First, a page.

In espionage and counterintelligence, surveillance (s/ or s/) is the monitoring of behavior, activities, or other changing information for the purpose of influencing, managing, directing, or protecting people. This can include observation from a distance by means of electronic equipment (such as closed-circuit television (CCTV) cameras) or interception of electronically transmitted information (such as Internet traffic or phone calls). It can also include simple no- or relatively low-technology methods such as human intelligence agents and postal interception. The word surveillance comes from a French phrase for "watching over" (sur means "from above" and veiller means "to watch") and is in contrast to more recent developments such as sousveillance.
Surveillance is used by governments for intelligence gathering, prevention of crime, the protection of a process, person, group or object, or the investigation of crime. It is also used by criminal organisations to plan and commit crimes, such as robbery and kidnapping, by businesses to gather intelligence, and by private investigators.
Surveillance can be viewed as a violation of privacy, and as such is often opposed by various civil liberties groups and activists.Liberal democracies have laws which restrict domestic government and private use of surveillance, usually limiting it to circumstances where public safety is at risk. Authoritarian government seldom have any domestic restrictions, and international espionage is common among all types of countries.
The area of surveillance is increasingly a topic of academic study, including through research centers, books, and peer-reviewed academic journals. "In the future, intelligence services might use the internet of things for identification, surveillance, monitoring, location tracking, and targeting for recruitment, or to gain access to networks or user credentials," Clapper said.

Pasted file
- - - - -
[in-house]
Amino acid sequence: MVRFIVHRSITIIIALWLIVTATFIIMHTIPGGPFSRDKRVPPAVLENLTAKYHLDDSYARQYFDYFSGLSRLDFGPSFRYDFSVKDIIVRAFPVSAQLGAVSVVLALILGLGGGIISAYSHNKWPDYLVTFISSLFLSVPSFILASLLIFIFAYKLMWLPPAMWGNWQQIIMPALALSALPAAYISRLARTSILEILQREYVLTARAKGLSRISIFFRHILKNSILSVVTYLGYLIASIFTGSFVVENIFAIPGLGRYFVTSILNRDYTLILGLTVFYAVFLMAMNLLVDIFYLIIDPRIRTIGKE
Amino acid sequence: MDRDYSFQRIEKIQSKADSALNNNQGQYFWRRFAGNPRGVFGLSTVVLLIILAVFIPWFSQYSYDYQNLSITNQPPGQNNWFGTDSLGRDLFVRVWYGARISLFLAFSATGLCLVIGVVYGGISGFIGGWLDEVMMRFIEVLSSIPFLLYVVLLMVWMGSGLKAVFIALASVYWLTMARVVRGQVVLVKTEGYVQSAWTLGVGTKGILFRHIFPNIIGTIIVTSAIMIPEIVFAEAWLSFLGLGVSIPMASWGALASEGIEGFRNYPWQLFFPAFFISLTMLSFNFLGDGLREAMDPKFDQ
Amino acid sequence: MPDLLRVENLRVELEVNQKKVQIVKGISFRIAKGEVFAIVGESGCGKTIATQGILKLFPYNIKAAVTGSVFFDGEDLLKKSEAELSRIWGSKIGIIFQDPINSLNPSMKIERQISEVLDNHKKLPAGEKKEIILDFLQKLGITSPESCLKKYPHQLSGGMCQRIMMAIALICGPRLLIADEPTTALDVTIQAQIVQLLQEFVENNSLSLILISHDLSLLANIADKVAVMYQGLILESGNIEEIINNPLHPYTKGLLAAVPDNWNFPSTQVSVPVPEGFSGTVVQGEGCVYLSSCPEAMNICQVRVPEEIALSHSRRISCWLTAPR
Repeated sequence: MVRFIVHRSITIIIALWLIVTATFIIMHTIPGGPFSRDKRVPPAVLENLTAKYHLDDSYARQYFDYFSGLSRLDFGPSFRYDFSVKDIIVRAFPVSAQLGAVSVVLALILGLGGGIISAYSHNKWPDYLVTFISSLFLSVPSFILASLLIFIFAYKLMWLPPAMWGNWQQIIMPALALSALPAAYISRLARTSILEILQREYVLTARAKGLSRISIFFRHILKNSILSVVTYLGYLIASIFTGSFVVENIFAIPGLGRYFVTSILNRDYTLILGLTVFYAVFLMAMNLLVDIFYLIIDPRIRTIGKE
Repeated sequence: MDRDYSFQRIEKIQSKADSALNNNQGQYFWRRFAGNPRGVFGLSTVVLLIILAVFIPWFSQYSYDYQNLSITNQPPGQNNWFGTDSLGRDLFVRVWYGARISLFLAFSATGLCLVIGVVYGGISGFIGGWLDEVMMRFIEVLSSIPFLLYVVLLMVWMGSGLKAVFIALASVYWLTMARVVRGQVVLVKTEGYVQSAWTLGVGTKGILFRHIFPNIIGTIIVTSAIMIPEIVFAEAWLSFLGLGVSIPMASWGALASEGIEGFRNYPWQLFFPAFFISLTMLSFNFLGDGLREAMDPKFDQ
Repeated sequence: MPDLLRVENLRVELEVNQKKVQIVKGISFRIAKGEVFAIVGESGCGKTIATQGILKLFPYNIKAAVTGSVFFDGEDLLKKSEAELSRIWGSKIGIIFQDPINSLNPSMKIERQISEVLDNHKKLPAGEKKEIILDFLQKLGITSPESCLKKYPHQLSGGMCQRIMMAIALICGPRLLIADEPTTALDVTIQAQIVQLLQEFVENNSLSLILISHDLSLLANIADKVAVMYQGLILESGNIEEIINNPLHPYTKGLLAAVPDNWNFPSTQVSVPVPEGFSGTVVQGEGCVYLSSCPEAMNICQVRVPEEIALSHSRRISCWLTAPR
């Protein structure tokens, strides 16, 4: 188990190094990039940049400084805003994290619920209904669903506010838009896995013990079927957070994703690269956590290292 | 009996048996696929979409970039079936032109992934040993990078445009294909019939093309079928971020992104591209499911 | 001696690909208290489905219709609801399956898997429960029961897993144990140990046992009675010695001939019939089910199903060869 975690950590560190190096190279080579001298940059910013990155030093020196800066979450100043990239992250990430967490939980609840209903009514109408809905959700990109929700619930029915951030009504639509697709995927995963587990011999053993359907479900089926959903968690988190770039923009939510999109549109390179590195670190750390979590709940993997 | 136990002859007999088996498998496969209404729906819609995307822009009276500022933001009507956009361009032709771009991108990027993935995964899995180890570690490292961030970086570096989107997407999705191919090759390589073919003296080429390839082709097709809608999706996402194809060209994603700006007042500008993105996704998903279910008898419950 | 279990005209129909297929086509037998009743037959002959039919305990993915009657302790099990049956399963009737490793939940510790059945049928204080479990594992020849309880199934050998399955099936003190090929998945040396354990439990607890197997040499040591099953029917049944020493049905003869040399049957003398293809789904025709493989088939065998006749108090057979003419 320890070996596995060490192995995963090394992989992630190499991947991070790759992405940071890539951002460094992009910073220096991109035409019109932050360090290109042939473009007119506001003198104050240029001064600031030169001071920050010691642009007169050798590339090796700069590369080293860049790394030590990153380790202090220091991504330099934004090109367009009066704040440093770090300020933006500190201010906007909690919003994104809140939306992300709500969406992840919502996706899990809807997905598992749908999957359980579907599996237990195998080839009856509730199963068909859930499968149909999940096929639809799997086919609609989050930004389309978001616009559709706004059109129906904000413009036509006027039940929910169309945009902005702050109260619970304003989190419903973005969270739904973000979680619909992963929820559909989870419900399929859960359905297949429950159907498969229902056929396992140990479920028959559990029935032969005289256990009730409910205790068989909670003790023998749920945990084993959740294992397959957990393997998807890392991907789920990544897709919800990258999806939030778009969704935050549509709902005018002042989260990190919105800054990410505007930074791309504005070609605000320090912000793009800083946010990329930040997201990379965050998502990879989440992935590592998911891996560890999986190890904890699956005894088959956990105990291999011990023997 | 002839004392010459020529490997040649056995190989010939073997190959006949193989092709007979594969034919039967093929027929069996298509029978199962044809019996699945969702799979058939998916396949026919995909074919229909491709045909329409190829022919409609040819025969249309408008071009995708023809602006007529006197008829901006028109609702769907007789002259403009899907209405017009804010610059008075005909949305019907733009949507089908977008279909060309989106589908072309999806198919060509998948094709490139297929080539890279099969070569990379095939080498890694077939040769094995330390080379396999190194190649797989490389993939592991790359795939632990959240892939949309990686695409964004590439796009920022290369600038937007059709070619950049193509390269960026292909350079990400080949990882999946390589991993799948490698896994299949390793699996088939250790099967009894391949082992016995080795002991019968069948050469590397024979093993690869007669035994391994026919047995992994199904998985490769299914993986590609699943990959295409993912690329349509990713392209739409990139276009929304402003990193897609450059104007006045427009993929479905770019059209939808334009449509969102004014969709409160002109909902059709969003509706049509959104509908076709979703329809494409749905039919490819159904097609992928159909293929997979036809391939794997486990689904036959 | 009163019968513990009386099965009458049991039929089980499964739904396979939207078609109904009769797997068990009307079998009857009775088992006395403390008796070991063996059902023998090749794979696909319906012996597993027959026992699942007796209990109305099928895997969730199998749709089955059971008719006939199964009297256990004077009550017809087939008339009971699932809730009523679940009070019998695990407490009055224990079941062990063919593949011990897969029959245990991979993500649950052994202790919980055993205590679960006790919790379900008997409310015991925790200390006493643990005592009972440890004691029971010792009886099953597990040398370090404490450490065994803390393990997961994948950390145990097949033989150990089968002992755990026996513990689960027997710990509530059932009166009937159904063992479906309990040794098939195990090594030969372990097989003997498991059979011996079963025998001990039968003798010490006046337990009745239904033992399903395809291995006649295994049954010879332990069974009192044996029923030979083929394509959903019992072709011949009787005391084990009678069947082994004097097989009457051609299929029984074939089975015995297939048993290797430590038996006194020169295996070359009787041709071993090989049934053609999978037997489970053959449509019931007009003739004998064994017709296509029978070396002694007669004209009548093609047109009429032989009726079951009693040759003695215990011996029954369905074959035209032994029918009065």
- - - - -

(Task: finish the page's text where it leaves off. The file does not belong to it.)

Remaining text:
There is far too much data on the Internet for human investigators to manually search through all of it. Therefore, automated Internet surveillance computers sift through the vast amount of intercepted Internet traffic to identify and report to human investigators the traffic that is considered interesting or suspicious. This process is regulated by targeting certain "trigger" words or phrases, visiting certain types of web sites, or communicating via email or online chat with suspicious individuals or groups. Billions of dollars per year are spent by agencies, such as the NSA, the FBI and the now-defunct Information Awareness Office, to develop, purchase, implement, and operate systems such as Carnivore, NarusInsight, and ECHELON to intercept and analyze all of this data to only extract the information which is useful to law enforcement and intelligence agencies.
Computers can be a surveillance target because of the personal data stored on them. If someone is able to install software, such as the FBI's Magic Lantern and CIPAV, on a computer system, they can easily gain unauthorized access to this data. Such software could be installed physically or remotely. Another form of computer surveillance, known as van Eck phreaking, involves reading electromagnetic emanations from computing devices in order to extract data from them at distances of hundreds of meters. The NSA runs a database known as "Pinwale", which stores and indexes large numbers of emails of both American citizens and foreigners. Additionally, the NSA runs a program known as PRISM, which is a data mining system that gives the United States government direct access to information from technology companies. Through accessing this information, the government is able to obtain search history, emails, stored information, live chats, file transfers, and more. This program generated huge controversies in regards to surveillance and privacy, especially from U.S. citizens.